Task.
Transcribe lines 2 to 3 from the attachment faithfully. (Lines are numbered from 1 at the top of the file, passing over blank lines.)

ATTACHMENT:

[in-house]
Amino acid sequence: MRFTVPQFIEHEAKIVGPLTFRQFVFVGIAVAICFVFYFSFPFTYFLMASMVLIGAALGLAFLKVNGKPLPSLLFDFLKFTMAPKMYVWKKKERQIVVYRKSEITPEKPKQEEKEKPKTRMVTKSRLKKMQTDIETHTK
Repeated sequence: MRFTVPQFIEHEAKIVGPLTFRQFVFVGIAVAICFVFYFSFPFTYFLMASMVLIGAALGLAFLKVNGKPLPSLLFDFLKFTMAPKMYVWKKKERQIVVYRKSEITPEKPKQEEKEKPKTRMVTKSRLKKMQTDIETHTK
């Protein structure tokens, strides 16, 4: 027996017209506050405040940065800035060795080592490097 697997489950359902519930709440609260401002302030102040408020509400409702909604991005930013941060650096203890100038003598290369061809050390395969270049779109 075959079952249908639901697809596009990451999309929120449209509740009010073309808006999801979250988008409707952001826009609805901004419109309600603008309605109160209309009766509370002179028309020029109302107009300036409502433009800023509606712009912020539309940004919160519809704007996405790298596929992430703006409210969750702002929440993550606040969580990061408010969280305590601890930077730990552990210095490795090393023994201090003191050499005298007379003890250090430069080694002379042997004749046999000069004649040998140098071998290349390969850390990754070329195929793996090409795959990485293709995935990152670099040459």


Amino acid sequence: MRFTVPQFIEHEAKIVGPLTFRQFVFVGIAVAICFVFYFSFPFTYFLMASMVLIGAALGLAFLKVNGKPLPSLLFDFLKFTMAPKMYVWKKKERQIVVYRKSEITPEKPKQEEKEKPKTRMVTKSRLKKMQTDIETHTK
Repeated sequence: MRFTVPQFIEHEAKIVGPLTFRQFVFVGIAVAICFVFYFSFPFTYFLMASMVLIGAALGLAFLKVNGKPLPSLLFDFLKFTMAPKMYVWKKKERQIVVYRKSEITPEKPKQEEKEKPKTRMVTKSRLKKMQTDIETHTK